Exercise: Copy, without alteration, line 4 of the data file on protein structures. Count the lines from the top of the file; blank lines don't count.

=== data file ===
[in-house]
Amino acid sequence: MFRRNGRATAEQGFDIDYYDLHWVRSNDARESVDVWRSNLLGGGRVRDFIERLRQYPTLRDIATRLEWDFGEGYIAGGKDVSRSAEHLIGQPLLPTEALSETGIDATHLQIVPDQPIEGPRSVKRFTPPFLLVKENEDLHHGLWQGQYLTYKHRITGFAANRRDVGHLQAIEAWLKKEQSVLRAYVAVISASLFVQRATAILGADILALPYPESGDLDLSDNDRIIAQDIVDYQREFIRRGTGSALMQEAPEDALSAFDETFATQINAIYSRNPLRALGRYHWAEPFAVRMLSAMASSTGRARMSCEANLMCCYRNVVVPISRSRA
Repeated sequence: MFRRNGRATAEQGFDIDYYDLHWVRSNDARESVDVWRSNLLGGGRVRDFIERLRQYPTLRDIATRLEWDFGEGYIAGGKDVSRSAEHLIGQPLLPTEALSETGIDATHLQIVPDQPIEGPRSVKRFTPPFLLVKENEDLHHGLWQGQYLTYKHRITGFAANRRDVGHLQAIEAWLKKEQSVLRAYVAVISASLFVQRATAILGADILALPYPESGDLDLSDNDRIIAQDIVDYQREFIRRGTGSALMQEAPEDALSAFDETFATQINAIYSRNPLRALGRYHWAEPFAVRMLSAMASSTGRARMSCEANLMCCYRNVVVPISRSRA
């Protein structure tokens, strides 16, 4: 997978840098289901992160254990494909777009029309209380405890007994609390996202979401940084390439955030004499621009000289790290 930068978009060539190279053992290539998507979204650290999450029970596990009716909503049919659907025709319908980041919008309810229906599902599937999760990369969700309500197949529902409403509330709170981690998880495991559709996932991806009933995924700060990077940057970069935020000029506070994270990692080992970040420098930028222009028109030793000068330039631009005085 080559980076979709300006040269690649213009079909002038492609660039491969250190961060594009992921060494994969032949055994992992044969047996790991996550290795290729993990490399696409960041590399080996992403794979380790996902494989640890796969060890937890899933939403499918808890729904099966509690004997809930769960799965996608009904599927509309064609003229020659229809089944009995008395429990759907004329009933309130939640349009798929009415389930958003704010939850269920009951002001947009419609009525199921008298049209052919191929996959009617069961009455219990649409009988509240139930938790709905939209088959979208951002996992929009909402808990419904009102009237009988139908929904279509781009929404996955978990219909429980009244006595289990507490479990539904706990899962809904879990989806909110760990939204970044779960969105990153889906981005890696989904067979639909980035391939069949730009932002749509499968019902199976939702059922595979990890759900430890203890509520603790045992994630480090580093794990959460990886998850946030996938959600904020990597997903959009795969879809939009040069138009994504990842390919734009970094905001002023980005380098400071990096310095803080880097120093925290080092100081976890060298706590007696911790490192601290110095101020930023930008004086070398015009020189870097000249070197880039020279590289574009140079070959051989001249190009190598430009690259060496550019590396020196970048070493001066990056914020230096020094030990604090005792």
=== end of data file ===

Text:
């Protein structure tokens, strides 16, 4: 997978840098289901992160254990494909777009029309209380405890007994609390996202979401940084390439955030004499621009000289790290 930068978009060539190279053992290539998507979204650290999450029970596990009716909503049919659907025709319908980041919008309810229906599902599937999760990369969700309500197949529902409403509330709170981690998880495991559709996932991806009933995924700060990077940057970069935020000029506070994270990692080992970040420098930028222009028109030793000068330039631009005085 080559980076979709300006040269690649213009079909002038492609660039491969250190961060594009992921060494994969032949055994992992044969047996790991996550290795290729993990490399696409960041590399080996992403794979380790996902494989640890796969060890937890899933939403499918808890729904099966509690004997809930769960799965996608009904599927509309064609003229020659229809089944009995008395429990759907004329009933309130939640349009798929009415389930958003704010939850269920009951002001947009419609009525199921008298049209052919191929996959009617069961009455219990649409009988509240139930938790709905939209088959979208951002996992929009909402808990419904009102009237009988139908929904279509781009929404996955978990219909429980009244006595289990507490479990539904706990899962809904879990989806909110760990939204970044779960969105990153889906981005890696989904067979639909980035391939069949730009932002749509499968019902199976939702059922595979990890759900430890203890509520603790045992994630480090580093794990959460990886998850946030996938959600904020990597997903959009795969879809939009040069138009994504990842390919734009970094905001002023980005380098400071990096310095803080880097120093925290080092100081976890060298706590007696911790490192601290110095101020930023930008004086070398015009020189870097000249070197880039020279590289574009140079070959051989001249190009190598430009690259060496550019590396020196970048070493001066990056914020230096020094030990604090005792």